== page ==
Bûche de Noël might be the most recognizable of French Christmas desserts, but it’s certainly not the only thing they enjoy over the holidays. 
After all, France is famous for its cakes and delicate pastries. 
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With that in mind, don’t expect too many heavy cakes or puddings.
Instead, these insanely delicious French Christmas treats focus on flavor, texture, and color. 
So, if you’ve never attempted macarons before, take this as a sign to give it a whirl. 
Joyeux Noël!

The English have afternoon tea, and the Swedes have their fika. 
But if you want to have an authentic Parisian goûter this holiday season, you have to make these lighter than air Madeleines.
Made with a few simple ingredients, they’re often served warm with coffee either around 4 pm or in the morning for breakfast.
What better way to start Christmas day?

They come in every color and flavor you can think of, and their crispy shell hides a wonderfully chewy and light filling. 
If you’ve never had or made macarons before, I can’t recommend them enough. 
These delicate meringue cookies are stabilized with almond meal and take a little TLC to get right.
But once you do, you’ll make them for every occasion.
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Often confused with flan, creme caramel is a classic French dessert that’s silky smooth and delightfully sweet.
This gluten-free French dessert comes together in a blender, making prep ridiculously easy. 
Some are intimidated by the caramel or using a water bath, but it doesn’t take long to master this creamy custard. 

If you need a delicious and deceptively easy treat this holiday season, you must make these rich and decadent French chocolate truffles.
Made using intense dark chocolate and heavy cream, they’re soft and will melt in your mouth. 
These truffles are luxurious and super easy to modify. Instead of cocoa powder, why not try rolling them in chopped nuts?

This luscious lemon tart is a wonderfully bright and fresh French dessert you’ll see in almost every cafe and restaurant.
The lemon curd filling is the perfect balance of sweet and sour, though you can add extra heavy cream if you want it more mellow.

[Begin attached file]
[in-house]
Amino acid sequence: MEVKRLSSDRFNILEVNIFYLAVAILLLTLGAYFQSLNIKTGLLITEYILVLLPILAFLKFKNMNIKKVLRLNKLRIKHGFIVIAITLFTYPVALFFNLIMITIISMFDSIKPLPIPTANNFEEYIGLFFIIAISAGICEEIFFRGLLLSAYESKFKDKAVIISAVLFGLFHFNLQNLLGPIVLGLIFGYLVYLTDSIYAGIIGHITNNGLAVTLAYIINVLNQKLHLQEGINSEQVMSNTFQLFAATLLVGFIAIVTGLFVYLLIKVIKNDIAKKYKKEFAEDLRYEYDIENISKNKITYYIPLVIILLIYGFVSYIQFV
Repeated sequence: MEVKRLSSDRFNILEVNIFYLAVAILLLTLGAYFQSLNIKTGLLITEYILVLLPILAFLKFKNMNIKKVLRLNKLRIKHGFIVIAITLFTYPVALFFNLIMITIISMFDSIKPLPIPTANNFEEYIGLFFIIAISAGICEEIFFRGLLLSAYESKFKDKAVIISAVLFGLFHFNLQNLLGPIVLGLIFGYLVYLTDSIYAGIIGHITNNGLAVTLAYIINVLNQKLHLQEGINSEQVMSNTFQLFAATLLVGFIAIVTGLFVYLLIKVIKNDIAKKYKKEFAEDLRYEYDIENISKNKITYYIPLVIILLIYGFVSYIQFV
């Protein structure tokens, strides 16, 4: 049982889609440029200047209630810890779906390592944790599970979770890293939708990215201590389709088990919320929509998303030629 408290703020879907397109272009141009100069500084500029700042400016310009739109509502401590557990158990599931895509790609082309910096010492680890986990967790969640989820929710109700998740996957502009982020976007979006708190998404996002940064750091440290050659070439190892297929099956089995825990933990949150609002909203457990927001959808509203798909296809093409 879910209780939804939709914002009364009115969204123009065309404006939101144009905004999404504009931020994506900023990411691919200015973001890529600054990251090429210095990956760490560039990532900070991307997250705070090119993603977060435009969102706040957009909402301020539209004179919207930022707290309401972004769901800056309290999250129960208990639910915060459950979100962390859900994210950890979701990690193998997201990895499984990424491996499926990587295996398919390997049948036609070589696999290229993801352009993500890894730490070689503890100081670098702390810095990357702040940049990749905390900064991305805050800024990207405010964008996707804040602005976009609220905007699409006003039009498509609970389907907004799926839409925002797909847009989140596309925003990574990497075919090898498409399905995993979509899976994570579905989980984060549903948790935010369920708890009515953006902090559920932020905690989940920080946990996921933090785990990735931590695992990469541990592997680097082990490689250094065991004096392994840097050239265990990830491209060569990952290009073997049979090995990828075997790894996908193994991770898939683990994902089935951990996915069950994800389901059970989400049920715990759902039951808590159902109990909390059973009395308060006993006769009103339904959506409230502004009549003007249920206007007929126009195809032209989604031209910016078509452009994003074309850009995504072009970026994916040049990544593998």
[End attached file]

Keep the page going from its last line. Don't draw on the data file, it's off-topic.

Serve with a dollop of whipped cream and a few fresh raspberries.

You’ve likely had them roasted, but this year, why not try something new and make these insanely sweet and sticky candied chestnuts?
Boiled in sugar syrup over the course of a few days for maximum flavor, they’ll end up being sweet, butter, and beautifully tender. 

Soufflés are one of the most decadent and seemingly temperamental French desserts around.
They’re known for their intensely chocolatey flavor along with a light and creamy texture. 
Beginners might shy away from this rich treat for fear it won’t rise. Luckily, if you follow these steps to the letter, you shouldn’t have any issues.

If you’re looking for a show-stopper that needs little to no extra prep, this Christmas tree bundt cake is for you.
With this forest bundt pan, the finished cake needs nothing more than some powdered sugar dusted over the top. 
It’s lightly spiced, crazy-moist, and perfect for feeding a crowd.

Did you know that the word mousse comes from the French word for foam? That name couldn’t be more fitting!
This chocolate mousse is light and airy with a creamy and rich chocolatey finish. 
It’s the ideal dessert for a romantic holiday dinner. That said, you can double this recipe to feed the whole family.

Also known as eufs à la neige (snow eggs), this is a creamy yet delicate dish that will take a little time to prepare.
It consists of a sweetened meringue nestled in a bed of creamy crème anglaise with a drizzle of caramel over the top.
Unlike many meringue recipes, this version is poached, meaning it’s cloud-like in texture.

You might know this as yule log, and I’m sure you’ve tried it before. It was designed to imitate the logs people put on their fires to keep warm in the wintertime.
Though some recipes use flour, the traditional French version is flourless and filled with simple chocolate whipped cream.
Decorate with chocolate ganache and meringue decorations or a simple dusting of powdered sugar.

Beautifully crisp, buttery, and spiced, these French Christmas cookies look a lot more complicated than they really are. 
In fact, all you need are three ingredients and about five minutes to make a whole batch of these cinnamon-filled pastry bites.

Sweet, light, and naturally gluten-free, meringue cookies should be on everyone’s Christmas baking list. 
Not only are they easy to whip up and pipe into fun shapes, but you can make a huge batch with just a few egg whites. 
Use red food coloring for these candy-striped cookies, or try coloring some green and piping them into Christmas tree shapes.

If you want something super unique and impressive to serve this year, these meringue spheres are sure to delight your family and friends. 
Make the meringue spheres using silicone molds, then, fill with mousse or whipped cream. 
When you press the two half-spheres together and dust them with powdered sugar, they look just like little snowballs.

This Christmas twist on a classic French dish is similar to creme caramel, only the caramel gets torched on top to create a delicate glass-like layer you’ll need to crack to eat.
The rich and creamy custard filling is velvety smooth and moreish, and the eggnog flavor is subtle but a lovely surprise. 
Better still, you can make these ahead! Keep them covered in the fridge and just torch the sugar top to serve on the big day.

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